For ACOFOP, the positive results of these strategies are evident, given the millions in income obtained from the sale of forest products. However, even the RBM’s current Master Plan mentions “the ever-present danger that logging activities can eliminate critical components of the habitat with a resulting loss in animal populations.” Likewise, the document mentions the “monitoring of the species, Xate Chamaedorea Elegans and C. Oblongata, whose studies show that they have suffered overexploitation with negative effects on remaining wild populations of these species.”
Despite these warnings, it should be noted that USAID’s sales strategy fully matches the objectives that the Wildlife Conservation Society developed in the current RBM Master Plan, which predicts a 50% increase in the export volume of lesser-known wood species by 2021; a 25% increase in the sale of non-timber products; and sale of 25% of the wood with added value, as a result of trainings in carpentry and other trades to work the wood before exporting it.
To this end, the plan establishes that by 2021, in non-concessioned, multiple-use forest areas in the region with productive potential, “there must be some kind of forest product use in order to strengthen conservation [of the area].” This means prioritizing, among other areas, the “Candelaria Triangle.” This is the region where the Laguna Larga community was located and where three other communities are under constant threat of eviction.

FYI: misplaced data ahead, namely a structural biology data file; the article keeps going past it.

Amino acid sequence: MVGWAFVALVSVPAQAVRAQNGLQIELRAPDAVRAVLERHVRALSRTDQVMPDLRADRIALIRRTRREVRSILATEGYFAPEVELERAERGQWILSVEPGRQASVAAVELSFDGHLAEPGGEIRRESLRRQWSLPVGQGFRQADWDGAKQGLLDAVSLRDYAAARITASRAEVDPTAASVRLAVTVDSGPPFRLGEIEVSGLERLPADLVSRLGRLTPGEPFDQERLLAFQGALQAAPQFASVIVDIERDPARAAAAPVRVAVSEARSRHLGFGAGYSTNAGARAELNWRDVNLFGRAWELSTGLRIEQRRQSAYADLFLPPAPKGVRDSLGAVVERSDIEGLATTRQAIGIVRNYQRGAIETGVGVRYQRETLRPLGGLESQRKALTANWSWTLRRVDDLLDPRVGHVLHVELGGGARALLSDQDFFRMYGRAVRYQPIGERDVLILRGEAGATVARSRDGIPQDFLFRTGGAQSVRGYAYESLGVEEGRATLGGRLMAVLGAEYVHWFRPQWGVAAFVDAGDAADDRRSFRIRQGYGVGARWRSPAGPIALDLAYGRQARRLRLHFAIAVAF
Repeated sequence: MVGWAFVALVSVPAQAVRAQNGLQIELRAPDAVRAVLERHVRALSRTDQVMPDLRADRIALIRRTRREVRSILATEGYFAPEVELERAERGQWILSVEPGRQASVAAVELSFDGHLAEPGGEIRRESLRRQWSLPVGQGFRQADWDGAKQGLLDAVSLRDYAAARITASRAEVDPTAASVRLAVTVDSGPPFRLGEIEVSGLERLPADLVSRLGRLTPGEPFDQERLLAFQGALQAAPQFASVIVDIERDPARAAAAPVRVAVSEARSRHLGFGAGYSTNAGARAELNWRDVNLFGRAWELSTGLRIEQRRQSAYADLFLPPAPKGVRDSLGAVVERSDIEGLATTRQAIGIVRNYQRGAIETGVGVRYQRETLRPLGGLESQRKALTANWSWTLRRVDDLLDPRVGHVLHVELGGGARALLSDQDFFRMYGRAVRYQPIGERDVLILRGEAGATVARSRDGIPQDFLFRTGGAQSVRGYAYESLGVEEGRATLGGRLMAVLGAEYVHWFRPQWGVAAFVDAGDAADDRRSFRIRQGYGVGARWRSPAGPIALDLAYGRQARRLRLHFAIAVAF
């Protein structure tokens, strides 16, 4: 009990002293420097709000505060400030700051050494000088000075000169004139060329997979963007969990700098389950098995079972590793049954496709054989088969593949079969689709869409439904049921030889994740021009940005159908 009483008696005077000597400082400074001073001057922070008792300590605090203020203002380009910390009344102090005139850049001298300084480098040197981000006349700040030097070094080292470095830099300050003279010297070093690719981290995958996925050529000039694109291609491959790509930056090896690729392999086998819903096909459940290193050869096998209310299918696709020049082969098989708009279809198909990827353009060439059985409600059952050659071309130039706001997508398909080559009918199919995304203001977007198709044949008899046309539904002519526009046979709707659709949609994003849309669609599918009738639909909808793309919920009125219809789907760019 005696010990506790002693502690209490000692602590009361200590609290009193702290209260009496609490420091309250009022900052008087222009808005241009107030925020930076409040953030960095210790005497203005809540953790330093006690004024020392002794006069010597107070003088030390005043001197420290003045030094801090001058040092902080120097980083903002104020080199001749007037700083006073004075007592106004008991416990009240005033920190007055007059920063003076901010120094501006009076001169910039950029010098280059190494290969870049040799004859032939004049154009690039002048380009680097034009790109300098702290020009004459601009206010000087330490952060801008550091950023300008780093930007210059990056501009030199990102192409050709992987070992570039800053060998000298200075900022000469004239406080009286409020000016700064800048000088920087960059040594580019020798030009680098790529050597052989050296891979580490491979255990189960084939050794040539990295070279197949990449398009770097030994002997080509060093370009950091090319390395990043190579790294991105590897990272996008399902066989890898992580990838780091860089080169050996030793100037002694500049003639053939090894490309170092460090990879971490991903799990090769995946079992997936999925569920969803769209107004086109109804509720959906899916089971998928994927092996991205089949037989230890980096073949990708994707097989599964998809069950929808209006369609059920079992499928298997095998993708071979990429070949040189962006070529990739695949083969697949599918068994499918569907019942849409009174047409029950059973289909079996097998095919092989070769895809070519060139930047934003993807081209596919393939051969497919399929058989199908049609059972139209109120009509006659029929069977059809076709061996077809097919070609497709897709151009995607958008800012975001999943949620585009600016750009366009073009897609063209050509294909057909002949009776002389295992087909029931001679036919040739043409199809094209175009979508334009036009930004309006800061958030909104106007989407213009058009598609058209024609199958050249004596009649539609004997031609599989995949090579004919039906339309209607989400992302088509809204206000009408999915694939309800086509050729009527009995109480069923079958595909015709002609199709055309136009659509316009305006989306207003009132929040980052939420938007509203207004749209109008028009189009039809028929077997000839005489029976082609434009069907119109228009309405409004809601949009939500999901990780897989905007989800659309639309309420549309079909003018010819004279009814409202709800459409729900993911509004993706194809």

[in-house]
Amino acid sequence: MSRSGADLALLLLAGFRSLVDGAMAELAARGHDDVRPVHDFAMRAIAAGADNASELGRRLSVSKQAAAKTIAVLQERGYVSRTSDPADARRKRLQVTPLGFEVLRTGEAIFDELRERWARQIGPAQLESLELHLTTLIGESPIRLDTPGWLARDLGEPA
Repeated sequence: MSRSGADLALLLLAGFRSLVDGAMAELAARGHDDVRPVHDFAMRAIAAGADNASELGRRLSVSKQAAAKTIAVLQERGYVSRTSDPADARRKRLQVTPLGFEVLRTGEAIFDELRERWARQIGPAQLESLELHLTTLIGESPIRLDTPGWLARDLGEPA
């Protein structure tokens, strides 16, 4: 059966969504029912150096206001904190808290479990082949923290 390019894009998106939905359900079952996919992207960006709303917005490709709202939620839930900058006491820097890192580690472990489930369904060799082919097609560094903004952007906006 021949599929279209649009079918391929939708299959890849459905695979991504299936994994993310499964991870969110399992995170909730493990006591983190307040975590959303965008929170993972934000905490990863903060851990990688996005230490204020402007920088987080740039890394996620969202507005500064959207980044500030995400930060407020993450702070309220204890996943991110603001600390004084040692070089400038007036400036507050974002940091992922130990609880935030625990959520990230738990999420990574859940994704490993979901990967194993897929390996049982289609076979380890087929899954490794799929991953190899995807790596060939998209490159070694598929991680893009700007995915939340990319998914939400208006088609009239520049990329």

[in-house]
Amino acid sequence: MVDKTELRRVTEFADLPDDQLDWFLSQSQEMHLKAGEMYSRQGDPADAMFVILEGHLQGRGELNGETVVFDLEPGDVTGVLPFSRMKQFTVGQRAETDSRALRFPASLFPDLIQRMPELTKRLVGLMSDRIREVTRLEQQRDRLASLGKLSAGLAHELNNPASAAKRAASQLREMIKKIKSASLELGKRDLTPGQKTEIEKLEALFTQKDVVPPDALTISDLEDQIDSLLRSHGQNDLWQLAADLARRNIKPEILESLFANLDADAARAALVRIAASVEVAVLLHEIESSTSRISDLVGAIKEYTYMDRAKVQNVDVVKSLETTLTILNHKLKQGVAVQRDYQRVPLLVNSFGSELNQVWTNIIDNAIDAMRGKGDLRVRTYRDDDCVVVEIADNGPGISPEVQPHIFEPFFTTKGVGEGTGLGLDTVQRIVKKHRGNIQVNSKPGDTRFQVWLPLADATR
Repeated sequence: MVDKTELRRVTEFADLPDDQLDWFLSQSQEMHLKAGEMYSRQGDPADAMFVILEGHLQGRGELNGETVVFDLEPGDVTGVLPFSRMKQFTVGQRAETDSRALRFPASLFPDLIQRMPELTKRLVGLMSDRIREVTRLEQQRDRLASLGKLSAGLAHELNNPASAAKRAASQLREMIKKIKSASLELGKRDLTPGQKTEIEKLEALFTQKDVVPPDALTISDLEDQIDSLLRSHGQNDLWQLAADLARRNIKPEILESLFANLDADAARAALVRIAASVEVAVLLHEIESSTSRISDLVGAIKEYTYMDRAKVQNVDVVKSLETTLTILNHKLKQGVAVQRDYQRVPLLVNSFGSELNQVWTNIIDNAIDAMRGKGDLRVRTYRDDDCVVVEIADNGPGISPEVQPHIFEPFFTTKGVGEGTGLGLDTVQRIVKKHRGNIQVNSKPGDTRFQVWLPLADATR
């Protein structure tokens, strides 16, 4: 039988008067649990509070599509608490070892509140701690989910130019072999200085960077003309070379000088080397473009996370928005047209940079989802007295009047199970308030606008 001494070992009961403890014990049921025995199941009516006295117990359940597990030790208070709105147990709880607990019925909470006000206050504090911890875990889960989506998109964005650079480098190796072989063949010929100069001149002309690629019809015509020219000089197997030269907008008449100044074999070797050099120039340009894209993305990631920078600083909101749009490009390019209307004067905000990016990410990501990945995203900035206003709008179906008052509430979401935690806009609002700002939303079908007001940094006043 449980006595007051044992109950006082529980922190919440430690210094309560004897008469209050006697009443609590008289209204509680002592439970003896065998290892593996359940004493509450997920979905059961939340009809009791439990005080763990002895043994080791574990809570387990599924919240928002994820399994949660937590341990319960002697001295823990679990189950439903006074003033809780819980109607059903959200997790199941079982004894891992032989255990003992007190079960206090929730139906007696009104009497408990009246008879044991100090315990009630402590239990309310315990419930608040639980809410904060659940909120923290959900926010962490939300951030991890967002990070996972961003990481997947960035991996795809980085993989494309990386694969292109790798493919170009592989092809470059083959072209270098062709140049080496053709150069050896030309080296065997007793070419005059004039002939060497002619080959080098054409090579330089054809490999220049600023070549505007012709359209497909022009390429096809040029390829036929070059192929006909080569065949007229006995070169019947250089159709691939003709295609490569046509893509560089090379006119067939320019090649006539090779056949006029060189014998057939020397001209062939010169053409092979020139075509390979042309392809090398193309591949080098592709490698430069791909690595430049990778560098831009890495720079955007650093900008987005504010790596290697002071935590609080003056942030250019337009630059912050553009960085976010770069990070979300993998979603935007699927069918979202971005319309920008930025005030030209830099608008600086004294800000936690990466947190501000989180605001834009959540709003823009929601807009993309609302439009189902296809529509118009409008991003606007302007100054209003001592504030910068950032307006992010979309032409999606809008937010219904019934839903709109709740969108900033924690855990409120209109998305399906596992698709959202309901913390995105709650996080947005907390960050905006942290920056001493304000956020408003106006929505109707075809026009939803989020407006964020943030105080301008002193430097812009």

Therefore, these expectations are also in line with FAO studies that indicate that “by 2030, the global consumption of industrial roundwood will increase by 60%, reaching a demand volume of 2.4 billion m³.”
Despite the profits obtained from the concessions, an internal USAID audit published in 2016 reveals deep-seated problems in the planning and implementation of the CNCG project. According to the document, Rainforest Alliance provided erroneous information on certain line items: it inflated the number of jobs generated through “sustainable activities,” by adding almost 24,000 jobs that did not last more than a day; it also counted the same hectares for “organic and sustainably managed” products on numerous occasions, which altered the real number reported.
However, the main problem found with CNCG is that “Rainforest Alliance should have prepared a sustainability plan from the beginning, explaining how the organizations and companies that receive support from the program would be self-sustaining after the program activities have ended. However, two years after the program was implemented, there was still no plan.” Thus, the audit stresses that in the absence of optimal and early planning, “the funds used to help the Guatemalan government and other partners manage the country’s natural resources to mitigate the harmful effects of climate change could be wasted.”
A 2016 memorandum from USAID Guatemala director, William Brands, argues in favor of Rainforest Alliance’s management, saying that “CNCG’s support in developing commercial links for sustainably produced timber and non-timber forest products should not be underestimated. Developing connections with high-value markets in the United States and Europe is a proven method to increase community income and maintain profits in natural resource management. CNCG’s support in institutionalizing key national and local policies will help consolidate the project’s successes and will increase the Guatemalan government’s ownership of these successes.”
Meanwhile, the USAID office in Guatemala claims that Rainforest Alliance’s strategy to sustain the conservation work after CNCG ends is based on training local NGOs. These NGOs will assume the management of activities so that they can contribute to Guatemala’s national environmental management objectives, while increasing production; and thereby reinforce the dependency relationship between concessions and NGOs, regardless of the term or project implemented.